“In the 21st century, people are so open with each other,” Nepomnyashchiy said. “We are finally at that point where everyone is so accepting.”
Geick’s orientation also was a nonissue for Stevenson coach Shane Cook.
“He was surprised but said it didn’t matter to him,” Geick said. “Everything stayed the same. We were still going to do the same stuff, and he was going to be pushing me to accomplish the same things.”
The low-key reaction to Geick’s announcement was good news for Dan Lebowitz, executive director of the Center for the Study of Sport and Society at Boston’s Northeastern University.
“We are in the midst of a social evolution,” Lebowitz said. “Sports is compartmentalized from all that. When you think about (former NBA player) Jason Collins (and others) coming out, these are just normal outgrowths of that social evolution.
“What really stands out is the courage of a high school kid coming out and doing that. It took Jason Collins a really long time to make that statement.”
Collins’ coming-out story was big news from the start because he played in the NBA. It was different for Geick, whose orientation was known around his school but less so away from Stevenson.
But his Instagram account, which features photos of him and Mower at last summer’s Chicago Pride Parade and at Stevenson’s homecoming, did come to the notice of another wrestler just before this year’s Class 3A state tournament.
The other wrestler hit the “like” button for an old photo of Geick and Mower. “At the time, it kind of (ticked) me off,” Geick said.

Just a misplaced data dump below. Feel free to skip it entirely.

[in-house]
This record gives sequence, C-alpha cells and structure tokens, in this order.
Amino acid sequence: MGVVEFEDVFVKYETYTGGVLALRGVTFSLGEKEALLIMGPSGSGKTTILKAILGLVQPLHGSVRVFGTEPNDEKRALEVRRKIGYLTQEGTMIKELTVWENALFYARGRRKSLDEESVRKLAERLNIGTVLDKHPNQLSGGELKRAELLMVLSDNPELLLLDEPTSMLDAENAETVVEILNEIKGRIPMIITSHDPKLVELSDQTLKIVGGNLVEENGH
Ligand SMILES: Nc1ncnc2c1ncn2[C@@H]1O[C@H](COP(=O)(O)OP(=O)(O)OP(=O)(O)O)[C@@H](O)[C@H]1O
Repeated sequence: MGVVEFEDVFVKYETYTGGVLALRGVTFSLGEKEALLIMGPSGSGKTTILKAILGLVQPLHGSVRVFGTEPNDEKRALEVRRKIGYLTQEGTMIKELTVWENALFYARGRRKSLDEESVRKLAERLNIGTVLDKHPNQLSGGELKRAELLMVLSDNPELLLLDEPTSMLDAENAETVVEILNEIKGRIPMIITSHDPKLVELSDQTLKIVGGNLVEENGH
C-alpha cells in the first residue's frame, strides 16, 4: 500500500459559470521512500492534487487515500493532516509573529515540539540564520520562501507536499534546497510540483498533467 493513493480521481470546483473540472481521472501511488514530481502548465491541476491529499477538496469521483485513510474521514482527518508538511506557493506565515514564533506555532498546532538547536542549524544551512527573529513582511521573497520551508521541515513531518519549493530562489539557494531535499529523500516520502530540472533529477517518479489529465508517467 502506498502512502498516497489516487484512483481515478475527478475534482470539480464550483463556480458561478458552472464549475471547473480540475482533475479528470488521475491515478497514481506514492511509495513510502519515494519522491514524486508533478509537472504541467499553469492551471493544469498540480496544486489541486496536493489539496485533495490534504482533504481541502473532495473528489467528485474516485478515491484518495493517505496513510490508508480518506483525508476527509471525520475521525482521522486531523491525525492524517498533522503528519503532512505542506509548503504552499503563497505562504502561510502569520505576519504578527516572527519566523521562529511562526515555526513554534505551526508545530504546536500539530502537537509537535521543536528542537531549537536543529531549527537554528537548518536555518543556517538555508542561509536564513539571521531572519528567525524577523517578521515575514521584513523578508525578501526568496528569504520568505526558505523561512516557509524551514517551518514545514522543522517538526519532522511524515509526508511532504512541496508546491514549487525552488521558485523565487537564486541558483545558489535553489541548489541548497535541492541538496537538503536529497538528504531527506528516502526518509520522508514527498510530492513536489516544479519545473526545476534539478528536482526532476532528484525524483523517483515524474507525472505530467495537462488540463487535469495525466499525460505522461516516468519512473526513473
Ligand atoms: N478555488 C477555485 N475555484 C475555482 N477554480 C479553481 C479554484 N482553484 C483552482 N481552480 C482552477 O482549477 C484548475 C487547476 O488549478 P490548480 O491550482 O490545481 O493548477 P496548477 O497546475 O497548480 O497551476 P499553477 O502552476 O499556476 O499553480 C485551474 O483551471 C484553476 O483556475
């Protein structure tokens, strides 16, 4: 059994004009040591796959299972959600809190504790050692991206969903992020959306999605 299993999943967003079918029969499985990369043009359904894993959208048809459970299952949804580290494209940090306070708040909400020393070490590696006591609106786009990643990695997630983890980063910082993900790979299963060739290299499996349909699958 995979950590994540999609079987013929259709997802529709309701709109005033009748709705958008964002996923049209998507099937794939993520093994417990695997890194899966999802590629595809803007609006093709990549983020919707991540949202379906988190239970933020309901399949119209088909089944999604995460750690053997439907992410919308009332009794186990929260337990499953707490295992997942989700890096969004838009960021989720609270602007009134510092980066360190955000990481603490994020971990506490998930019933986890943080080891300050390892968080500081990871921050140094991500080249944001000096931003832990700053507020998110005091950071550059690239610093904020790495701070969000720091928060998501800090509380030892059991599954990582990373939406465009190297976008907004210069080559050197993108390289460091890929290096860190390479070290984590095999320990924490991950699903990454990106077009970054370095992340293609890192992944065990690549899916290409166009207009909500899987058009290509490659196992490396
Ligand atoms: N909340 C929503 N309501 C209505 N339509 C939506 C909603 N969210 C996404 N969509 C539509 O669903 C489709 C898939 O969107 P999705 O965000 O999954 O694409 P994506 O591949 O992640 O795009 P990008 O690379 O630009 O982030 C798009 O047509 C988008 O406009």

But he channeled his emotion into his wrestling and won the match en route to finishing fourth at 160 pounds.
“It didn’t bother me at the end of the day,” Geick said. “I saw him later on in the tournament; no harsh words or anything like that, just competitiveness, so it’s all right.
“I don’t think he’s a bad kid and I don’t think he’s homophobic. That’s not what I got from it. He was just poking.”
The week after state is when Geick’s status as a standard-bearer for LGBT athletes started to take off. It came almost overnight after Outsports.com, a website covering LGBT athletes, posted a profile of him.
“The Outsports thing was insane,” said Geick, who estimates he added about 8,000 Instagram followers in the week after the story broke. He now has 25,000.
Columbia wrestling coach Zach Tanelli was among those who learned Geick was gay from the Outsports story. That surprised Geick, who thought an earlier conversation they had about the diversity of New York City in general — and Columbia in particular — was Tanelli’s way of saying he was OK with the recruit’s orientation.
In fact, Tanelli called Geick the day the story broke.
“He said, ‘Dylan, I had no clue,'” Geick recalled. “He was super supportive, said, ‘I’m proud of you, can’t wait to have you here in the fall,’ which made those (previous) conversations more genuine.”
Geick also heard from current and former wrestlers, some asking on advice on how to come out, others telling him how they couldn’t have dreamed of doing so 10 or 20 years ago.
“It opened my eyes to, ‘A,’ I am not alone in this, and, ‘B,’ there are other really successful athletes who are in the closet,” he said. “It was even more important to me then to take on that mantle and show that support.”